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US Supreme Court Permits Advancement of Wrongful Death Lawsuit Against Arlington Police Officer

The United States Supreme Court has permitted the continuation of a wrongful death lawsuit against an Arlington police officer, Craig Roper. Roper shot 23-year-old Tavis Crane during a 2017 felony warrant investigation stemming from a traffic stop. Crane had refused to exit the vehicle, leading to Roper, acting as a backup officer, placing him in a chokehold and firing a shot. The car, in motion, subsequently struck the arresting officer, resulting in injuries. Crane succumbed to his injuries the following day at a hospital.

Officer Roper was cleared of criminal wrongdoing by a Tarrant County grand jury, but the Arlington NAACP contends that his use of deadly force was unwarranted and excessive. They argue that the initial reason for pulling Crane over was a misunderstanding, as the original officer allegedly mistook a plastic candy cane for drug paraphernalia. The Arlington NAACP calls for a comprehensive trial on the case’s merits, asserting that the incident should not be dismissed without thorough examination.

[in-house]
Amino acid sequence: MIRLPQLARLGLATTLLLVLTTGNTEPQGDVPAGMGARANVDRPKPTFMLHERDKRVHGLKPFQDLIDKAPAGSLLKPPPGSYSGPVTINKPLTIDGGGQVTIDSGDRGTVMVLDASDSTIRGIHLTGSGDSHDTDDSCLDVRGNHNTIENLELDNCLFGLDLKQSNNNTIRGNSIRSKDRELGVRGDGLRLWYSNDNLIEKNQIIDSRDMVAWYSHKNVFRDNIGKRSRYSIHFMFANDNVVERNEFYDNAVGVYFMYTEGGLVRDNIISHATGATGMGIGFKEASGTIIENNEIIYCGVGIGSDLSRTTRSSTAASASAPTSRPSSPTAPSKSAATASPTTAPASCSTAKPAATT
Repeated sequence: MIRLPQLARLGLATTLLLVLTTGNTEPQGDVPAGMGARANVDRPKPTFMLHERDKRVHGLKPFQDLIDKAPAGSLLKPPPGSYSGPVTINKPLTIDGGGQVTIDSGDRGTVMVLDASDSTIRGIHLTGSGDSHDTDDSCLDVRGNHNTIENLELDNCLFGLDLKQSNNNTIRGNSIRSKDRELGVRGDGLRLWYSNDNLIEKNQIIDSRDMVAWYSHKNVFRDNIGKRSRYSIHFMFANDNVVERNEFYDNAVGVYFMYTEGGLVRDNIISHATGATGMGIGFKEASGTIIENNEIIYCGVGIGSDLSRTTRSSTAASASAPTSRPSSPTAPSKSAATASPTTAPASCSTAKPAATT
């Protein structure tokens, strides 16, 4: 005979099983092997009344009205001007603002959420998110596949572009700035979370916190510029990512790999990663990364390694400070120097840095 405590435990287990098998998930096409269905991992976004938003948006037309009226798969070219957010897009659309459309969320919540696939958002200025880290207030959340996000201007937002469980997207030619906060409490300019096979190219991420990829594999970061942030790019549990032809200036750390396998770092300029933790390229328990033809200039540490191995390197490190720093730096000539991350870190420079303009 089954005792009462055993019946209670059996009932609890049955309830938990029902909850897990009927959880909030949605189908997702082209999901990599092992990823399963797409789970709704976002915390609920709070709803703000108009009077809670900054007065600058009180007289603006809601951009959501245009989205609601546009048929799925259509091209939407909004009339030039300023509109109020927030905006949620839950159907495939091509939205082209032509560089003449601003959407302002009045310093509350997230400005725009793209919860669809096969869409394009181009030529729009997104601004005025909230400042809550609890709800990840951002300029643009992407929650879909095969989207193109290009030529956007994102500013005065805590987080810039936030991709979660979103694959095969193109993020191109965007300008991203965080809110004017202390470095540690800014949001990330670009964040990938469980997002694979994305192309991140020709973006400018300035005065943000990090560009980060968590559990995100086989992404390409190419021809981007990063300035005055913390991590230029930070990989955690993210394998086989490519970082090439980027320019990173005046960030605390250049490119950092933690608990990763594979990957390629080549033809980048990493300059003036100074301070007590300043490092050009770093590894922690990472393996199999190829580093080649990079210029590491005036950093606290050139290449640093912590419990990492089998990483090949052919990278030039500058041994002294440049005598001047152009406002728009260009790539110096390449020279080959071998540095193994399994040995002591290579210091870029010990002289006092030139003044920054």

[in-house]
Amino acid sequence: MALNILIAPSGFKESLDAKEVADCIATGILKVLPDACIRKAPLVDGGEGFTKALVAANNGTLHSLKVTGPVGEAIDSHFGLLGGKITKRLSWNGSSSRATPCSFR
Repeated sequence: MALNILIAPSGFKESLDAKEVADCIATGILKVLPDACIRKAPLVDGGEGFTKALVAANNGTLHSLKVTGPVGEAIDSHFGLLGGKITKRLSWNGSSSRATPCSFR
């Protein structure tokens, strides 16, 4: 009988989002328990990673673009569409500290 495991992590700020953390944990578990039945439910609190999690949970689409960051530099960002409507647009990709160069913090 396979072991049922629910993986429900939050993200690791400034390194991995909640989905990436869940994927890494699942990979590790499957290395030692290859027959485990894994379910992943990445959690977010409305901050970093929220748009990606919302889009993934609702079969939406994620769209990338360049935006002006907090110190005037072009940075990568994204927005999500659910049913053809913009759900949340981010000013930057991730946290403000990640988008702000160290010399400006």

Despite the city of Arlington’s attempt to shield Officer Roper from civil liability, the Supreme Court rejected the request, allowing Crane’s family’s wrongful death lawsuit to proceed to trial.

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